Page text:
One of the hardest lessons for some people to learn is the power of authenticity. At one end of the spectrum we find “Imposter Syndrome,” the almost unshakeable, usually unfounded feeling you are unworthy of respect and success you have legitimately earned. At the other end we find extreme narcissism, the equally unshakeable, equally unfounded feeling that you are far more important and wonderful than pretty much everyone else.
Smack dab in the middle is authenticity. That’s where you want to operate.
Authentic people have a fairly clear idea of their own values, capabilities, motivations, and emotions, and they are willing to openly express all this to others, if, as, and when appropriate.
Although it’s difficult, authentic people try to uncover and shed their biases about people, places, and things. They try to live in each moment, reacting honestly to situations and events, and choosing to behave in ways that express who they are and what they care about.
Authentic people also tend to recognize the value of human relationships, and expend energy to cultivate them. Unlike people at the far ends of the spectrum, they can and do engage in close, caring relationships that provide great satisfaction and meaning to their lives.
Obviously, there is great power in authenticity.
Let’s look a little deeper:
It’s Not Them, It’s You
One of the most important features of authentic people is their recognition that:
- They are worthy,
- They bring important experiences, resources, and capabilities to every situation, and
- Their heartfelt ideas, emotions, and reactions to events are valid and worth sharing with others.
This recognition gives authentic people the readiness to join with others, collaborate well, accept criticisms, and make solid contributions to a wide range of tasks, projects, and goals. They are also willing and able to operate independently, whether they are already skilled at the current endeavor or are attempting and learning new things.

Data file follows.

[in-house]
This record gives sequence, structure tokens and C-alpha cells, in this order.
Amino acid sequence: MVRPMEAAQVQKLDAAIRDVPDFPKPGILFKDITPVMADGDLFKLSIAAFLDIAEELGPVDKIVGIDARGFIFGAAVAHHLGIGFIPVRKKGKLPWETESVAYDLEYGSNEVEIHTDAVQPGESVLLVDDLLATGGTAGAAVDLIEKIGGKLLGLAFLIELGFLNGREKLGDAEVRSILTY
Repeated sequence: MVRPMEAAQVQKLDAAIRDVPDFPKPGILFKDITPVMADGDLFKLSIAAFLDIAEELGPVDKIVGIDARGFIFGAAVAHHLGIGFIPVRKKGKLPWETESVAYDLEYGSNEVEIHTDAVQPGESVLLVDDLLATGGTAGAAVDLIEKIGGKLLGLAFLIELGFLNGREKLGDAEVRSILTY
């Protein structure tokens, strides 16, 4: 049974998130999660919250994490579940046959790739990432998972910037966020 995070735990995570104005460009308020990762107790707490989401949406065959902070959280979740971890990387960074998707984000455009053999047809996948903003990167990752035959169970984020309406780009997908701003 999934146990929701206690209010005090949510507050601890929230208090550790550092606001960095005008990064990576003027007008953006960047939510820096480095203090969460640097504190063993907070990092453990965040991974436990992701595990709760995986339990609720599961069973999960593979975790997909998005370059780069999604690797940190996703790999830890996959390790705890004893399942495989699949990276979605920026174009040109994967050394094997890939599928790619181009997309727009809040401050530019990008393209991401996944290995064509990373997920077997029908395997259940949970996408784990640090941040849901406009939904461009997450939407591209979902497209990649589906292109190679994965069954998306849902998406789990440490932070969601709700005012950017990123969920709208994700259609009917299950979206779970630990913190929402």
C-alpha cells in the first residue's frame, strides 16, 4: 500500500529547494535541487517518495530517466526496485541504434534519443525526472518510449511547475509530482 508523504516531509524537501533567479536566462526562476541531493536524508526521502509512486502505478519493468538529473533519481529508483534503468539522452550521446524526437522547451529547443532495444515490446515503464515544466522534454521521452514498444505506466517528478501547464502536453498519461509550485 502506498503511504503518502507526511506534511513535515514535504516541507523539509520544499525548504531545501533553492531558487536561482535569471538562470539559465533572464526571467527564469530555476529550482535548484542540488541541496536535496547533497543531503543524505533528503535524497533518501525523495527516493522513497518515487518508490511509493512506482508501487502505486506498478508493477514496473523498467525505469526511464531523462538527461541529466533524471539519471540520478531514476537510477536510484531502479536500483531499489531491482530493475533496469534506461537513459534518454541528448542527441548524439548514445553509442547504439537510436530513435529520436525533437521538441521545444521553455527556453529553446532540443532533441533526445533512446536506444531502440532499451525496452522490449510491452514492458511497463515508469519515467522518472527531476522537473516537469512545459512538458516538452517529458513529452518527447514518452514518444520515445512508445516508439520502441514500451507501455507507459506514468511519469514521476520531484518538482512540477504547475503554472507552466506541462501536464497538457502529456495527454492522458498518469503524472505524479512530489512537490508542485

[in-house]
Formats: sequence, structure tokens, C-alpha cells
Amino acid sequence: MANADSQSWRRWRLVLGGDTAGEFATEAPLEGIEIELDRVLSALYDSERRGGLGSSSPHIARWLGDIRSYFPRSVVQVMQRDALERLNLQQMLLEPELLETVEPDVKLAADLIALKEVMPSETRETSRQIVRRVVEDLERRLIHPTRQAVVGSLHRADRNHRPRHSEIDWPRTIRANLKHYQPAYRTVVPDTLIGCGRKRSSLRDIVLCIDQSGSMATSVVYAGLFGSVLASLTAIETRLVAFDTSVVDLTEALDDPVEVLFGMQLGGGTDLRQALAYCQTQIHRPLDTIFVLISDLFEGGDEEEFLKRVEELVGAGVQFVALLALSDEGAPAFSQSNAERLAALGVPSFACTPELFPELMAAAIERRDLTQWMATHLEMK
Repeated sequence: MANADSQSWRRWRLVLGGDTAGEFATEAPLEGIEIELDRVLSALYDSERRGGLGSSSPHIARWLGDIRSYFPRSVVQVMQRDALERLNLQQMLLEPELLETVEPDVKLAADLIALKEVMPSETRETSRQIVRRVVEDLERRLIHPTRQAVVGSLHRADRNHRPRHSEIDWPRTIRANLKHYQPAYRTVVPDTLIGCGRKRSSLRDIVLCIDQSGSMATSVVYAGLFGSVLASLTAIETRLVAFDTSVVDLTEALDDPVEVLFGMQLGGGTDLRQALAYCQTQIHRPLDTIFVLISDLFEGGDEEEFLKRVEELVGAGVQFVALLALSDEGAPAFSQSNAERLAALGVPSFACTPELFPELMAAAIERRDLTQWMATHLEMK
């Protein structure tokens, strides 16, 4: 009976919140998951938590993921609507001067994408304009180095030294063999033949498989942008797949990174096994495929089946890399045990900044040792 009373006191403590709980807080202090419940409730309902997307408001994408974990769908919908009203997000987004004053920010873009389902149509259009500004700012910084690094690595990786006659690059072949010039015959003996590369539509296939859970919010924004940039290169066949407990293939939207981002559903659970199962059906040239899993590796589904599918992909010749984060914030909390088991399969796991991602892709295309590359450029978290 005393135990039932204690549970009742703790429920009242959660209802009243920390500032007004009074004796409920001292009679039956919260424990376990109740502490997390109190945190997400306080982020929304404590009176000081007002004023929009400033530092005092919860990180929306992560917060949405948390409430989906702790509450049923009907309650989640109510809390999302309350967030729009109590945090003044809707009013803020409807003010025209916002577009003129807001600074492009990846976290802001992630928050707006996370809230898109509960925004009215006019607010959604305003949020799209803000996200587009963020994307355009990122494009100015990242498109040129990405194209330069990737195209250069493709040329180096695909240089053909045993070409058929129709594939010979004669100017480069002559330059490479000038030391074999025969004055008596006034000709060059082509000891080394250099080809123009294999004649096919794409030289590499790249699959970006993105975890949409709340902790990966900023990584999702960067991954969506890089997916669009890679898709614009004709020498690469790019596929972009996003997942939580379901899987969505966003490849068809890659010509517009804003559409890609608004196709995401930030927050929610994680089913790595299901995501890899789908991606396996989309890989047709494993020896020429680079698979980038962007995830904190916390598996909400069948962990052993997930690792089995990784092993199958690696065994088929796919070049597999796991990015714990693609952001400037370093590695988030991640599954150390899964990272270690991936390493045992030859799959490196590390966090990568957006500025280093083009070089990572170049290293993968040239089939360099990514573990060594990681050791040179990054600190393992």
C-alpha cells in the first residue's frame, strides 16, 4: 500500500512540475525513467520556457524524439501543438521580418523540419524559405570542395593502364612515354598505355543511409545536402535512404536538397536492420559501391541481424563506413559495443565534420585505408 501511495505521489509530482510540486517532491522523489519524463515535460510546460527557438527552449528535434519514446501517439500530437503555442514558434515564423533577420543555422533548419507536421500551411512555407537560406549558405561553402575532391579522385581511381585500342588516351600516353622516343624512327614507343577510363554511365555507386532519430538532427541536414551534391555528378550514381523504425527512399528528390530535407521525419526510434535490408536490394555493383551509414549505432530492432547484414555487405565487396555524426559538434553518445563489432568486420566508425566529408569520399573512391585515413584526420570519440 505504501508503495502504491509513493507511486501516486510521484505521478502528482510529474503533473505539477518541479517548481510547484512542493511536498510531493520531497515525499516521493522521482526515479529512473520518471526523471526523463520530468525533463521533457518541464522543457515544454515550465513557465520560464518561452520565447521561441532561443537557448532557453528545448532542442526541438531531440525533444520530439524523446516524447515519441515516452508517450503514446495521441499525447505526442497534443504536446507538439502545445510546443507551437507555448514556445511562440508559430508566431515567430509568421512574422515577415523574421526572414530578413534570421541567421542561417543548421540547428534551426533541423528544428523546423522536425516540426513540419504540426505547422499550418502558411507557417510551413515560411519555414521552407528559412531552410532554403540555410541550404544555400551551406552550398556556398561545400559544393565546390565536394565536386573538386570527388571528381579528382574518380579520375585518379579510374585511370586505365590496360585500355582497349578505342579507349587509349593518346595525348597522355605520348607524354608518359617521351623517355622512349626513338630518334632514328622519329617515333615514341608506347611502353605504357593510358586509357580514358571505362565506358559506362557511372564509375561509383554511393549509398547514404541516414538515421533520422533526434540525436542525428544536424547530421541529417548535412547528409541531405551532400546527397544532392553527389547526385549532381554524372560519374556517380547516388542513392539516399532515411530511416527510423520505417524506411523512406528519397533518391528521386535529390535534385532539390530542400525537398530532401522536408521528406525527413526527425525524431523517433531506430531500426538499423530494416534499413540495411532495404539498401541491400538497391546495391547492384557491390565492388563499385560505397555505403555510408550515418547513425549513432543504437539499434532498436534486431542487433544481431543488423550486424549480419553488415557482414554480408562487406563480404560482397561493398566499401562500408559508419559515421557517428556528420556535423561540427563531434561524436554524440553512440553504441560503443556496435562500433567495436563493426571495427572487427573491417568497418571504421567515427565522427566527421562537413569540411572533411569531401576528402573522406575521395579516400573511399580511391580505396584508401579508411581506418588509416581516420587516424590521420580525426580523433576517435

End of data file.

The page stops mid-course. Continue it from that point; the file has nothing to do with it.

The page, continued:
“I Know What I’m Doing”
Whether or not you follow Formula 1 automobile racing, you can probably appreciate this story: one of the most experienced drivers on the circuit – Kimi Raikkonen – was once on the radio with his team, in the middle of a race, listening to a ton of their advice about how to make the car go faster.
After listening for a while, the driver cut in and said simply: “Leave me alone. I know what I’m doing.”
His language may have been a little abrupt, but Kimi clearly had enough confidence in his skills to step into a demanding situation and trust his ability to produce a satisfactory outcome.
In much the same way, authentic people tend to chart their own course. They nearly always form their own opinions and feel courageous enough to express them appropriately, without any need to force them on others.
An interesting aspect of authenticity is that it’s not a static capability. Authentic people tend to change as they age and mature, incorporating newer experiences in with previously acquired understanding, and steadily developing into better versions of their younger selves.
While everyone’s path is to some degree unique, there are patterns to authentic growth.
In the first few decades of life, authentic people tend to explore the people, places, and activities available to them in an effort to find what feels right to them. They pick and choose, forging their own path.
In their middle years, authentic people tend to evaluate the choices they’ve made, and perhaps attempt one or more “mid-course” corrections to further improve how well their values, capabilities, motivations, and emotions “fit” with the world around them.
In later life, authentic people tend to reflect on where they’ve been and what they’ve done, and usually express pleasure and fulfillment in the life they’ve led. They may offer guidance, but rarely seek to impose their choices or values on others.
No one can say why some people start out with more authenticity than others. But experts agree that everyone can develop their own authenticity, if they wish.
Cultivation begins when a person considers who they are, then looks inward and tries to understand their own values, motivations, and emotions. As their capabilities emerge and strengthen, they will often look deeper into those, as well.
Cultivation continues when a person finds the courage to admit to themselves their weaknesses and errors. They may or may not choose not to share these insights with others. Developing authenticity involves a combination of nurturing their innate strengths and trying to minimize any weaknesses they’d like to overcome. Patience is also helpful here, as none of these changes are likely to happen overnight.
Cultivation takes hold when a person becomes willing to depart from the crowd and follow his or her own path toward what seems likely to be a fulfilling career and life.
Overall, then, an authentic person lives on the basis of heartfelt values, intentionally making choices that reflect and express what they care about most deeply. That’s why it’s called “authenticity.”
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